Book Review: False Impressions by Terri Thayer
Annual Ice Festival brings not only snow, but Murder
It's pretty clear that I hated the first installment in The Stamping Sisters mystery series, but now with the third installment False Impressions author Terri Thayer is becoming quite the mystery writer.
In Aldenville, PA residents are getting ready for the annual Ice Festival and while working at her friend Deana's funeral home, April Buchert comes across the unclaimed ashes of friend Mary Lou's brother, J.B.
April can't figure out why the cremains are still at the home since Mary Lou could easily afford to pay for them. She's told that Mary Lou's brother had been killed a year before in an explosion at a meth lab and that he was the "black sheep" of Mary Lou's family.
While her friend won't return her calls she gets a phone call from Mary Lou's daughter, Kit and invites her over to her new home- way out into the country.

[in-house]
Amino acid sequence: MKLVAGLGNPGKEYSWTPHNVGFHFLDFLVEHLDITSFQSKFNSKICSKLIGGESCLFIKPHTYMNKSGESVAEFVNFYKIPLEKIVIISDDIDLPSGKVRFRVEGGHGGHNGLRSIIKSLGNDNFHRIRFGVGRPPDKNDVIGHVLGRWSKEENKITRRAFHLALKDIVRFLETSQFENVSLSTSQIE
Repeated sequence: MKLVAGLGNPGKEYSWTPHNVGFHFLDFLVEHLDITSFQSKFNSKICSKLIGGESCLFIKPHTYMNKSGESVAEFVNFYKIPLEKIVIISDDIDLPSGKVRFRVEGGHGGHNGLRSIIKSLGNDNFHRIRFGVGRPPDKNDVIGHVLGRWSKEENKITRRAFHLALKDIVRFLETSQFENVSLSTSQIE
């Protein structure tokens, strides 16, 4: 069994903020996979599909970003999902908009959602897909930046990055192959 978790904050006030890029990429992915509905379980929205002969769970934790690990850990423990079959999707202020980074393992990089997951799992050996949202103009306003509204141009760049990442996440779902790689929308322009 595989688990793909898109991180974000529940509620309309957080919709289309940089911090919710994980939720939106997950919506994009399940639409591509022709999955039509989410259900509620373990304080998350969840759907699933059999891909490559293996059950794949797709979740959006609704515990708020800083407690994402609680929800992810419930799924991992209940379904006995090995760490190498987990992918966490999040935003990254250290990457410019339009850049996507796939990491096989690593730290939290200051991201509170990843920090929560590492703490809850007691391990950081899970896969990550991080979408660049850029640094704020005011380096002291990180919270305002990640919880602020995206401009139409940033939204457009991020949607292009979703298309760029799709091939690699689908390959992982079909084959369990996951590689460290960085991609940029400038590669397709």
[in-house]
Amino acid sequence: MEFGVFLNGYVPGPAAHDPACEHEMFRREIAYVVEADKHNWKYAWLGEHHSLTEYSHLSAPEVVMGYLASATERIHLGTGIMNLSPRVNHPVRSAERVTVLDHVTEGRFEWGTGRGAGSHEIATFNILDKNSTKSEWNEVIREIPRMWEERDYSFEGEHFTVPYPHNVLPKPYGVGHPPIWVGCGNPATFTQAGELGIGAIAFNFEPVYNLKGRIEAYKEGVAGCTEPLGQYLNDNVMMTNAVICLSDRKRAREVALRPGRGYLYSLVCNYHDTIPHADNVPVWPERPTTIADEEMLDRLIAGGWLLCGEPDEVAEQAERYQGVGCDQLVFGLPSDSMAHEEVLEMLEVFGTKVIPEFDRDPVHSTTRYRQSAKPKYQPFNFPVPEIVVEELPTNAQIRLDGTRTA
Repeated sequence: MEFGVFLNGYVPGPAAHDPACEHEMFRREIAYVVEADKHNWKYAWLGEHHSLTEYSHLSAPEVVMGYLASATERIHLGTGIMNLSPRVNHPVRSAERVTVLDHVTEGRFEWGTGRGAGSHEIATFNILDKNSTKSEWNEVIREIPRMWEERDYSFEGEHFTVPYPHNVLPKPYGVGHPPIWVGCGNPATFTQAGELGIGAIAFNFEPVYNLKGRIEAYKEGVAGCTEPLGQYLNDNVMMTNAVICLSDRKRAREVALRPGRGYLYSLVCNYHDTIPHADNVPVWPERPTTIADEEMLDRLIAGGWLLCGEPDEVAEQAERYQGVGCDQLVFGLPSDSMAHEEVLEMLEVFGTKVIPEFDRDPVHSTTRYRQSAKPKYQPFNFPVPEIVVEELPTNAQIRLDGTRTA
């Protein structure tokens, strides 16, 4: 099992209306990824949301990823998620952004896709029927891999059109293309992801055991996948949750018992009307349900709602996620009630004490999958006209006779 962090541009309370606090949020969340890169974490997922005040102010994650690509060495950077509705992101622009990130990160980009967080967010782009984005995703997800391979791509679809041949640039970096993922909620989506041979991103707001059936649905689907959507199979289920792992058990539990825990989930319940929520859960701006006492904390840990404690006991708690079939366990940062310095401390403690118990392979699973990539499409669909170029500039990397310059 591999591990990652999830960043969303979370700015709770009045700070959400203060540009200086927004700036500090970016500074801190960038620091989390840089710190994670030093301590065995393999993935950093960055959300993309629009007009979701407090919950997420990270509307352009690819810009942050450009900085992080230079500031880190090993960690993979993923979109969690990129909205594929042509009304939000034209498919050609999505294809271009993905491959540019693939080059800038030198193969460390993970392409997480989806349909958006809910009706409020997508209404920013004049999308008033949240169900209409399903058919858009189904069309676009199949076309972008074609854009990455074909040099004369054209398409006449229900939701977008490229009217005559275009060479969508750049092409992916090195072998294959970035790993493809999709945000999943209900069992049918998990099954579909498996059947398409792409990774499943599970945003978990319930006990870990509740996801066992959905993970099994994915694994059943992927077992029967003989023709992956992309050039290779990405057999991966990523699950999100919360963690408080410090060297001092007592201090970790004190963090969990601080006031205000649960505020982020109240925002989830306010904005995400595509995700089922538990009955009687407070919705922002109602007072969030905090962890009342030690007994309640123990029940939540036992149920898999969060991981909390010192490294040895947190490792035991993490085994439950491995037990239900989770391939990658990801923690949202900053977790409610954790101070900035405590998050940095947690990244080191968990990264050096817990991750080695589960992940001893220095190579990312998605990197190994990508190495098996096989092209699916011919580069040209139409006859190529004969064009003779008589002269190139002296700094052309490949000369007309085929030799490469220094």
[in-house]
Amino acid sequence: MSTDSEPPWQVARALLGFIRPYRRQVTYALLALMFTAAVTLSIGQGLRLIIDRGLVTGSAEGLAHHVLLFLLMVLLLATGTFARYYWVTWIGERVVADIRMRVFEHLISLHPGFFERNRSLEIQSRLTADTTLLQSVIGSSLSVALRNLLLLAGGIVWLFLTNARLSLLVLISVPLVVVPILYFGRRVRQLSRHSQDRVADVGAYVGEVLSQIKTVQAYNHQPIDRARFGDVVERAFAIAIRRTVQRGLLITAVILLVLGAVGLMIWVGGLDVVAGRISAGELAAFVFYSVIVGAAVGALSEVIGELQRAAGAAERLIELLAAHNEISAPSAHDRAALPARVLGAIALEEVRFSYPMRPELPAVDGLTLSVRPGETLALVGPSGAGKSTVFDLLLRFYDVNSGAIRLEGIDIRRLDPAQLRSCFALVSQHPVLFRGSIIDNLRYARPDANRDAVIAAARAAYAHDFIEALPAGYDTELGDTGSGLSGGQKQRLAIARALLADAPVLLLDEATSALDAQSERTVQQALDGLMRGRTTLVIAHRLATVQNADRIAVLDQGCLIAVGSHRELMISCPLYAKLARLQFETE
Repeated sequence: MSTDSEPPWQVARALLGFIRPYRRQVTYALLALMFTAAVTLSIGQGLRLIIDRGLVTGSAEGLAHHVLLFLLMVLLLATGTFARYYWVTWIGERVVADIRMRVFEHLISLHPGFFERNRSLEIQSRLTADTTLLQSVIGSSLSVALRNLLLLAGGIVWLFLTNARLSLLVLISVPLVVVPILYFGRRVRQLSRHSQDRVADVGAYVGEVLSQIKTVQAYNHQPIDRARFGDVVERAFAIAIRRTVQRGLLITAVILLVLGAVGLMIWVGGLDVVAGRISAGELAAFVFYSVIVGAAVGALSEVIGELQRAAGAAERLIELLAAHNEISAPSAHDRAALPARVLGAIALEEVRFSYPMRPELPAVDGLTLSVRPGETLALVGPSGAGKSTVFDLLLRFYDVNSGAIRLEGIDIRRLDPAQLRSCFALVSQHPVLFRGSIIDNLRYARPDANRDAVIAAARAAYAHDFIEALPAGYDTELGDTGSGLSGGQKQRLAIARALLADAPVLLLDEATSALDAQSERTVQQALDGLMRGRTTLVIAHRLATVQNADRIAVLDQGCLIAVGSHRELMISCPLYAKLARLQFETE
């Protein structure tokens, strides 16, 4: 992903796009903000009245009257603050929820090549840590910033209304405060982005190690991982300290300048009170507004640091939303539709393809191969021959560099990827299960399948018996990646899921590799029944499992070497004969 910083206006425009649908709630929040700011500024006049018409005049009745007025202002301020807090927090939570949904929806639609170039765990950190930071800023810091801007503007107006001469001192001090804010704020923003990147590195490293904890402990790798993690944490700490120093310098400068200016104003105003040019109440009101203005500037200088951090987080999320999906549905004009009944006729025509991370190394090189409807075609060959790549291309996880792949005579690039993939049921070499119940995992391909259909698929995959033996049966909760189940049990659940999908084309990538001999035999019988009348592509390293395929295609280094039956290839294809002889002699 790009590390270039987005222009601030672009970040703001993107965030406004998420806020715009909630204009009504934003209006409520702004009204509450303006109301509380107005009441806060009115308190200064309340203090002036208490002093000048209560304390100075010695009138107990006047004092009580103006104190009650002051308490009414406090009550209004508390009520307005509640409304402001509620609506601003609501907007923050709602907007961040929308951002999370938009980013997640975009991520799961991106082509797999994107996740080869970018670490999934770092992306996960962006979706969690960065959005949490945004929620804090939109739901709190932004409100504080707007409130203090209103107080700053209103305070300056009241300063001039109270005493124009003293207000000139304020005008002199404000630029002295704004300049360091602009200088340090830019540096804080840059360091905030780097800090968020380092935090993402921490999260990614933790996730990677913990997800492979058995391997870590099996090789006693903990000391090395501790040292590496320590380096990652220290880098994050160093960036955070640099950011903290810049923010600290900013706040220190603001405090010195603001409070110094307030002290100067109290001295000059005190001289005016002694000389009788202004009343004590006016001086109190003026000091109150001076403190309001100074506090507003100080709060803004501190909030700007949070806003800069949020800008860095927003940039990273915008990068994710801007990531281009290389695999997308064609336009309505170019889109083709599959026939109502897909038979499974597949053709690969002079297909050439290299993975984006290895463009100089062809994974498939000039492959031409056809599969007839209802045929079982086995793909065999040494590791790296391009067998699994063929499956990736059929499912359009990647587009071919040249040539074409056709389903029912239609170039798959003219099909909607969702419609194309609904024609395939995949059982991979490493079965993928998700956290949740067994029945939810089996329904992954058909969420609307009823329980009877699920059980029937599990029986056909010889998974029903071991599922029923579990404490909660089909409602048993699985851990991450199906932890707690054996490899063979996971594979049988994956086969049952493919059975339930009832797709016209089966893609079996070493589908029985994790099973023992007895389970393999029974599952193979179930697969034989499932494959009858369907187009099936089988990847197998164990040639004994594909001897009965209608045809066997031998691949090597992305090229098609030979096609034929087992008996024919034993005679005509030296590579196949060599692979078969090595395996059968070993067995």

Kit is extremely anxious since she's preparing for J. B.'s "homecoming" startling April. She thinks Kit is in some type of world of her own but J. B. returns and later that night on her way home while trying to navigate the icy roads (something April's forgotten to do since returning home to PA after living in San Francisco for the last few years) she stumbles upon an accident involving J.B. But was this really an accident?
Earlier J.B. says that coming back to Aldenville could get him killed.
Now with a murder at hand, April sets about trying to figure out what happened and how she's become the center of attention in yet another investigation.
At the start of False Impressions Thayer is still a little shaky with grabbing a hold of the readers attention but after a slow start and the introduction of a few new minor characters, Thayer hooks you.
With each new installment Thayer has become a better storyteller and she's finally getting a voice in which her characters are becoming familiar. Even those which are briefly introduced in this installment are interesting and kudos should also be given to her since I think this is the first book I've read in which one of the characters had a meth addiction problem and the toll which it takes on a family.
I do, however, think that this should be the last book in the series because at the end of this installment Thayer wraps everything up nice and tidy-just like the mysterious box she comes across with in the beginning.